West Point: Level: 3.7 feet below full. Temp: 49-51 degrees. Clarity: Slight stain before the rains came at the end of February.
Bass: “They’re on and off right now,” said guide Paul Parsons. “I think cold fronts and water temperatures are going to be the main things that will affect the fishing.” Paul said some days he is catching tons of bass and some days, he’s having to work hard for bites. “The bass are moving shallow on the warming trends,” Paul said. “With the warm weather right at the end of February and the beginning of March, it’s about to really turn on.” Paul said early in the day, he will concentrate on main-lake points and secondary points in the pockets. If a point has a brushpile on it, Paul likes a Texas-rigged finesse worm or a jig. On the points with no brush, he drags a Carolina rig. “Green pumpkin or junebug are good colors,” Paul said. If you want to catch some spots, the same baits fished a little deeper will work. Paul said spotted bass seem to really like chartreuse, so try dipping the tail of your finesse worm in chartreuse dye, or throw a chartreuse/pepper flake worm. As it warms up, the fish will move back in the pockets, especially those with small feeder creeks flowing in. If you find a pocket with bait in it, a spinnerbait, a 1/4-oz. Rat-L-Trap, or a small, shallow-running crankbait like the Bandit will be the ticket. “If there’s bait, there should be some bass,” Paul said. When the baitfish are shallow, you’ll see them running from feeding bass. Another great late-day pattern will be small, crawfish pattern crankbaits along rip-rap banks. “I like a No. 7 Shad Rap,” Paul said. “Just about any of the small crankbaits in a crawfish color are good along the rocks.” Paul said some anglers are catching rip-rap bass on spinnerbaits as well. “The backs of pockets and the rip-rap is something to do later in the day when it warms up,” Paul said. “On cold days or early, stay on the points.”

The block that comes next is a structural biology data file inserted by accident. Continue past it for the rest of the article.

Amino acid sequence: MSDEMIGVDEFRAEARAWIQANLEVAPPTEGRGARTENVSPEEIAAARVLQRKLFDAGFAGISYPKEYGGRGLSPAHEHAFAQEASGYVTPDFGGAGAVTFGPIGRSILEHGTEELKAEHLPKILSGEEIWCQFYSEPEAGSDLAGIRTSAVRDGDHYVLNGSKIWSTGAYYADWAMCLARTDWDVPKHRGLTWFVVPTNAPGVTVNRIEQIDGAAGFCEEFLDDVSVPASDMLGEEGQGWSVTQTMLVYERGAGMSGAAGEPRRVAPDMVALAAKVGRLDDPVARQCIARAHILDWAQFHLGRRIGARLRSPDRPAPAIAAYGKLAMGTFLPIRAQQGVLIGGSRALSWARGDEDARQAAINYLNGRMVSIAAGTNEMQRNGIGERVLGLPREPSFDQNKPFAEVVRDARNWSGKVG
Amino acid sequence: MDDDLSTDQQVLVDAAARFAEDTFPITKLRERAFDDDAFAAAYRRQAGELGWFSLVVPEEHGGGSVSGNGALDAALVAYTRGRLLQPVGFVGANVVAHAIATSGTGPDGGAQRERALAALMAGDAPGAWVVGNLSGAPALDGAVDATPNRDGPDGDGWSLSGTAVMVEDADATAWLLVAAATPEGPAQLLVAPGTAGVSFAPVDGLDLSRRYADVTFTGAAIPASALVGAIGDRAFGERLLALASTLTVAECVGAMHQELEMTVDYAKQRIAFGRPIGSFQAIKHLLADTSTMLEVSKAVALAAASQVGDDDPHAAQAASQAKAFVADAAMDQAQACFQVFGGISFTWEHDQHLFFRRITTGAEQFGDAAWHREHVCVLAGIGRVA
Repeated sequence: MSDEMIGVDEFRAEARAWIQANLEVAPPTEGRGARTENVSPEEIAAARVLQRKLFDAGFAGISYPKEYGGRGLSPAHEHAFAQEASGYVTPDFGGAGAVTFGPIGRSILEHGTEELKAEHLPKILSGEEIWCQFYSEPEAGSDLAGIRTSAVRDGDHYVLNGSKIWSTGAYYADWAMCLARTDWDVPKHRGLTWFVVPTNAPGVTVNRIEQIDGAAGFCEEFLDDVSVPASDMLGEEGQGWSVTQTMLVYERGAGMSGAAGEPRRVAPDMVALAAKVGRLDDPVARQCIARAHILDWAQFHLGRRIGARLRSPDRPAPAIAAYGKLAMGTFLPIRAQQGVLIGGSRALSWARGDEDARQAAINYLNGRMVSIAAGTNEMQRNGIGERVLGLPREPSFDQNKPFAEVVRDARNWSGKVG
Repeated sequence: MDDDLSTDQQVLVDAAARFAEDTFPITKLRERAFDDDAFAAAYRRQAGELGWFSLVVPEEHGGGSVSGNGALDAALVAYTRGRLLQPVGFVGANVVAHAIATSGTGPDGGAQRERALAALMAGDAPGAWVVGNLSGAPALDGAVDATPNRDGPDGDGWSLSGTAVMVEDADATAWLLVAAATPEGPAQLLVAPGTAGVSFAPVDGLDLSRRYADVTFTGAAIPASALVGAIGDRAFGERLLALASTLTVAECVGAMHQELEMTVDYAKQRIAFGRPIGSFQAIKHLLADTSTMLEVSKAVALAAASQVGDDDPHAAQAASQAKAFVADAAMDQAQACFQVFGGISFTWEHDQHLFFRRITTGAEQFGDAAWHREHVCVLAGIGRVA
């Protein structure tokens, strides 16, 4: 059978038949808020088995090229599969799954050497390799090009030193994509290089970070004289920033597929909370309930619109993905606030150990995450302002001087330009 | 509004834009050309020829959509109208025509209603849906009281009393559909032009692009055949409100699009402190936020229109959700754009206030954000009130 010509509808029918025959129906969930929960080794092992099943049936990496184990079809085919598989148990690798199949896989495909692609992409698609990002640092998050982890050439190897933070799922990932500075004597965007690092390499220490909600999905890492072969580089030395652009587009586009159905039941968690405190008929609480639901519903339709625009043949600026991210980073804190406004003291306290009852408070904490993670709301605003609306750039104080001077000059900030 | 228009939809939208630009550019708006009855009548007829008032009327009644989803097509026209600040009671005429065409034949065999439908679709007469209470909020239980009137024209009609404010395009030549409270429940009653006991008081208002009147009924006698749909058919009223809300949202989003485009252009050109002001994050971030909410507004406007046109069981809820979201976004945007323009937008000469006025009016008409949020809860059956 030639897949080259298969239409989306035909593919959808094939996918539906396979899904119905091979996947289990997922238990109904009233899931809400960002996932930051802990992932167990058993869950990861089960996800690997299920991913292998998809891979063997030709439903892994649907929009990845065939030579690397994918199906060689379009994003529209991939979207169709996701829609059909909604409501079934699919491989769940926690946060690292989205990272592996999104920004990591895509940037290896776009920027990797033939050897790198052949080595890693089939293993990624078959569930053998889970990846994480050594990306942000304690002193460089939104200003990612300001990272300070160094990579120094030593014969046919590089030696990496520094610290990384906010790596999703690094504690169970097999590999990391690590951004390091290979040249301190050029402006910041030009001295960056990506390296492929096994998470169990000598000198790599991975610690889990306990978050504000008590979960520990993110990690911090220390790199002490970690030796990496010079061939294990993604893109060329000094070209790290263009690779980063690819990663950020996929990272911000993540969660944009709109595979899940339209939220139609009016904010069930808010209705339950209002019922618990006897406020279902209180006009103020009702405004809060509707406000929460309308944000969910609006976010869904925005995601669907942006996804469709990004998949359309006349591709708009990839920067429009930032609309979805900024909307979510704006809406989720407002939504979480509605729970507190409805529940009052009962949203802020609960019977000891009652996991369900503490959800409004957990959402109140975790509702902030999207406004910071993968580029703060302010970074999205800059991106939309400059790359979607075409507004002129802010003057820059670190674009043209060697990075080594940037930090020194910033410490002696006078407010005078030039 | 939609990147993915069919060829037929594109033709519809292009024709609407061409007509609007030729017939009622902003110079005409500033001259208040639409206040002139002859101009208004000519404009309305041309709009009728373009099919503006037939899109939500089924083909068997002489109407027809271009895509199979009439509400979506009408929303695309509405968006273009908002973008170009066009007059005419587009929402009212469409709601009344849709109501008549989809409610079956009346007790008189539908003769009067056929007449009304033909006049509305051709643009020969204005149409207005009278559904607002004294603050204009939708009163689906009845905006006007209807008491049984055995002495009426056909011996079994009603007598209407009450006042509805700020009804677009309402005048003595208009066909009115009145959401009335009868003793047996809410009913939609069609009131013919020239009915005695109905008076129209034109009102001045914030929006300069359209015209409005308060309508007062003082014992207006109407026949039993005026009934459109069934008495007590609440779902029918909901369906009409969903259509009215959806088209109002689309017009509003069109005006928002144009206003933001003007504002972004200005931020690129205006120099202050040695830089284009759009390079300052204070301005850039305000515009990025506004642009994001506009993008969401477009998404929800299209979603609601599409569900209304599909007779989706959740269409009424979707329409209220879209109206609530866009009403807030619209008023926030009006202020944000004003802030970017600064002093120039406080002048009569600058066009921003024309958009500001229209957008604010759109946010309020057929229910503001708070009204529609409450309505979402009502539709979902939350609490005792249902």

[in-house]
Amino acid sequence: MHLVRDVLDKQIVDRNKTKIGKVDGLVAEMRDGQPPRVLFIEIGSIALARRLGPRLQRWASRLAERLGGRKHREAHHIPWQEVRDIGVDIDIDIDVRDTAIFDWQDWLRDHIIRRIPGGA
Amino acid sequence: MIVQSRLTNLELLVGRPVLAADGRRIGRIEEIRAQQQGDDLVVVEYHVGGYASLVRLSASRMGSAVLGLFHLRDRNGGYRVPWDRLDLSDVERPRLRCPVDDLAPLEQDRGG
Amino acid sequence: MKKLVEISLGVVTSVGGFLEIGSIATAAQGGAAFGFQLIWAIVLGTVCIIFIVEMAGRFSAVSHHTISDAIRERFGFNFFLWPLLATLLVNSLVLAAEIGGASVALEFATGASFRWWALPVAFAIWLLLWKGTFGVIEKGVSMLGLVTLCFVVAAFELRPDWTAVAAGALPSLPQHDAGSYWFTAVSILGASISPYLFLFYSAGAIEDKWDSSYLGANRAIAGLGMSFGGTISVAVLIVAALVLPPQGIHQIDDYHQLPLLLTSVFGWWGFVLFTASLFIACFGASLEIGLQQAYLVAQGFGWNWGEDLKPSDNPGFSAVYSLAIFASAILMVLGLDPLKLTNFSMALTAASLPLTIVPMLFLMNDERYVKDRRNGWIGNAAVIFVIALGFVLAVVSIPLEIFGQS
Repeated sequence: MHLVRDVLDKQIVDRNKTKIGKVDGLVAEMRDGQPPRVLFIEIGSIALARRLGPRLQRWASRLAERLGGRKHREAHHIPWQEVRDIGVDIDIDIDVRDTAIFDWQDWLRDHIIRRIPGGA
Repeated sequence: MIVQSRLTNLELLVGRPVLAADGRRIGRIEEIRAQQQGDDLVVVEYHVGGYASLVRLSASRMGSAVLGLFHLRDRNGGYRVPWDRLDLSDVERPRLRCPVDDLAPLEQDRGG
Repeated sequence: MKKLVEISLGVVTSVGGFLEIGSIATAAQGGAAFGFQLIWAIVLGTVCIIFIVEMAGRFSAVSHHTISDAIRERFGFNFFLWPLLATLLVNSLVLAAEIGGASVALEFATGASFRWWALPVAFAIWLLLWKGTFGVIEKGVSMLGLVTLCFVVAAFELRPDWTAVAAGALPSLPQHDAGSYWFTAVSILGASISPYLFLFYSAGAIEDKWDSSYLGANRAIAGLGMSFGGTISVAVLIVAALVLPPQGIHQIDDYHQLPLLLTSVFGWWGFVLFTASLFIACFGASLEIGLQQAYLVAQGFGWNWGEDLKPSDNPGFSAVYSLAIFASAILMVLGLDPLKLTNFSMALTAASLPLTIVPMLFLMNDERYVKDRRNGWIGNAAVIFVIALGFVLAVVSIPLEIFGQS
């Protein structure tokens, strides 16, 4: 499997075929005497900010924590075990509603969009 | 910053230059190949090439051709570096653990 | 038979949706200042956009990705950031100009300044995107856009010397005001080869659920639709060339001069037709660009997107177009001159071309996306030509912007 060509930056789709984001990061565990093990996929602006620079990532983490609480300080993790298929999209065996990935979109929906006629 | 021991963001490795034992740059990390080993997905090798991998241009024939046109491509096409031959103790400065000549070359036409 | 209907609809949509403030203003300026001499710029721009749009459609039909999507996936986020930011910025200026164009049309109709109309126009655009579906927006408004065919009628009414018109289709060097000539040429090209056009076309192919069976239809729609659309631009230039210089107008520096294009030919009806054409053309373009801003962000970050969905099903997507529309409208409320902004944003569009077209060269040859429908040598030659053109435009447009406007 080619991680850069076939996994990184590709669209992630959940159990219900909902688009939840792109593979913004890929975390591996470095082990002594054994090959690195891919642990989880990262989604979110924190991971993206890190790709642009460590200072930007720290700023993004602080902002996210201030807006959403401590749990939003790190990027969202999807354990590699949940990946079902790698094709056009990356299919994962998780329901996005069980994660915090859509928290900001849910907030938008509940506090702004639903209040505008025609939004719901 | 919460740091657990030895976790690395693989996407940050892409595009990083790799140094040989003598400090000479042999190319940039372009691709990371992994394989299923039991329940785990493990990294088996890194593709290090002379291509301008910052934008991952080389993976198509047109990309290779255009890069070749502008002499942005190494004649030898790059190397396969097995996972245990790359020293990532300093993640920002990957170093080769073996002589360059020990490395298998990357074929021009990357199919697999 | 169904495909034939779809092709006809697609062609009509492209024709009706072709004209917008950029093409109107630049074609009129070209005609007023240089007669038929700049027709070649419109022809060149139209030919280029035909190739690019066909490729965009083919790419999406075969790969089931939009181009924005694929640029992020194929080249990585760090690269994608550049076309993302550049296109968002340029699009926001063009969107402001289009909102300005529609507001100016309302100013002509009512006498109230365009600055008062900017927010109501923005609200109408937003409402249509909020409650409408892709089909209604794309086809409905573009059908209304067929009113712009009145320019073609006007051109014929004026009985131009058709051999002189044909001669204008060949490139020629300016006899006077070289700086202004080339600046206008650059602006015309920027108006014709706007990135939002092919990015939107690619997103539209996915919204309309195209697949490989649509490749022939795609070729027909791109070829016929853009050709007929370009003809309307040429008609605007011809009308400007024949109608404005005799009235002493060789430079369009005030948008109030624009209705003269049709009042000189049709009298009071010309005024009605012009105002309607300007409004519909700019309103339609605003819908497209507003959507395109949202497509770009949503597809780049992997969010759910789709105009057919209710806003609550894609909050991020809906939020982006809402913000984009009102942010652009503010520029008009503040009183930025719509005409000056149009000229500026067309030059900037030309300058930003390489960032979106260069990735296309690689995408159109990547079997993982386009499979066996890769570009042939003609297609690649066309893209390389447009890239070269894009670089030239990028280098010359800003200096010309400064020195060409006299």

Hybrids: The hybrids are still on the main lake, but look for them to head up the river in the next few weeks. When they get upriver, the fishing can be fantastic. Guide Bobby Wilson says anglers can catch hybrid bass right now on live bait, either on big flats or above standing timber on channel edges. Bobby prefers to troll with crankbaits. “You can do it with live bait, but I like pulling Bandits and Shad Raps,” Bobby said. When the fish get up the river later in the month, the fishing will be phenomenal. Paul is on a trolling bite, with hybrids hitting small crankbaits like Bandits and Shad Raps. Paul will also pull Sassy Shads or curly-tail grubs on 1/4-oz. jig heads around standing timber on channel bends. Like Bobby, he is ready for the hybrids to move up the river. “Some fish might already be headed up, and when the water temperature hits 60 degrees, they’ll be on fire,” Paul said. He will fish up the river with Carolina-rigs. If the water is muddy, he’ll be throwing cut shad or chicken livers. Paul normally rigs with a 3/4- to 1-oz. sinker and a No. 2 Eagle Claw wide-gap hook. If the hybrids get finicky, just tapping at a bait, Paul will downsize to a No. 4 hook and a smaller piece of shad.
Crappie: The crappie are biting, and Bobby is fired up about what’s to come in the next few weeks. “The other day we caught 30 fish,” Bobby said. “Out of those, half were good-sized fish.” Bobby is trolling with double-rigged jigs in 18 to 20 feet of water. He says the fish are usually holding around the tops of submerged timber in water 12- to 14-feet deep. Bobby uses 1/16- and 1/12-oz. jigs. He says anglers should not shy away from the hair jigs like Hal Flys and Jiffy Jigs. “That’s what we’re catching the biggest fish on right now,” Bobby said. He said the crappie are nearing the mouths of most creeks and will be heading up when the water warms up. They are already going strong in Wehadkee between the trestle and the bridge. “Wehadkee, Yellow Jacket, Whitewater; the big creeks are going to be great,” Bobby said. Later this month, go to single-rigged jigs and troll in shallow water.